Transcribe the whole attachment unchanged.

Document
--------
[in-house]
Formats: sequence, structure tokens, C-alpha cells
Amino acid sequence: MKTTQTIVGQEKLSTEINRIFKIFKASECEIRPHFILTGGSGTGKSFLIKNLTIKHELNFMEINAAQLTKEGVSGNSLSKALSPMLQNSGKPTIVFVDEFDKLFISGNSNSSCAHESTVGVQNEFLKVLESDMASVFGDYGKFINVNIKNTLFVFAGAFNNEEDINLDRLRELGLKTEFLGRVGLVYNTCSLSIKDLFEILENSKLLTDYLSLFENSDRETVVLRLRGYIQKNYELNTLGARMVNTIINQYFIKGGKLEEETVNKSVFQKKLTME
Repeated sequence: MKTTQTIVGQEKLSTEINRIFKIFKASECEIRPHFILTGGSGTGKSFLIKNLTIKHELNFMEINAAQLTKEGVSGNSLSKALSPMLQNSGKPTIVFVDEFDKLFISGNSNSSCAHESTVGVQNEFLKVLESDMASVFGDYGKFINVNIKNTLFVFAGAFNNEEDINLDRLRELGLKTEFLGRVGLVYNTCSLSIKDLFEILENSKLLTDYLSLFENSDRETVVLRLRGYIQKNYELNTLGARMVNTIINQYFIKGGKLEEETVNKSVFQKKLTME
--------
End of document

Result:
[in-house]
Formats: sequence, structure tokens, C-alpha cells
Amino acid sequence: MKTTQTIVGQEKLSTEINRIFKIFKASECEIRPHFILTGGSGTGKSFLIKNLTIKHELNFMEINAAQLTKEGVSGNSLSKALSPMLQNSGKPTIVFVDEFDKLFISGNSNSSCAHESTVGVQNEFLKVLESDMASVFGDYGKFINVNIKNTLFVFAGAFNNEEDINLDRLRELGLKTEFLGRVGLVYNTCSLSIKDLFEILENSKLLTDYLSLFENSDRETVVLRLRGYIQKNYELNTLGARMVNTIINQYFIKGGKLEEETVNKSVFQKKLTME
Repeated sequence: MKTTQTIVGQEKLSTEINRIFKIFKASECEIRPHFILTGGSGTGKSFLIKNLTIKHELNFMEINAAQLTKEGVSGNSLSKALSPMLQNSGKPTIVFVDEFDKLFISGNSNSSCAHESTVGVQNEFLKVLESDMASVFGDYGKFINVNIKNTLFVFAGAFNNEEDINLDRLRELGLKTEFLGRVGLVYNTCSLSIKDLFEILENSKLLTDYLSLFENSDRETVVLRLRGYIQKNYELNTLGARMVNTIINQYFIKGGKLEEETVNKSVFQKKLTME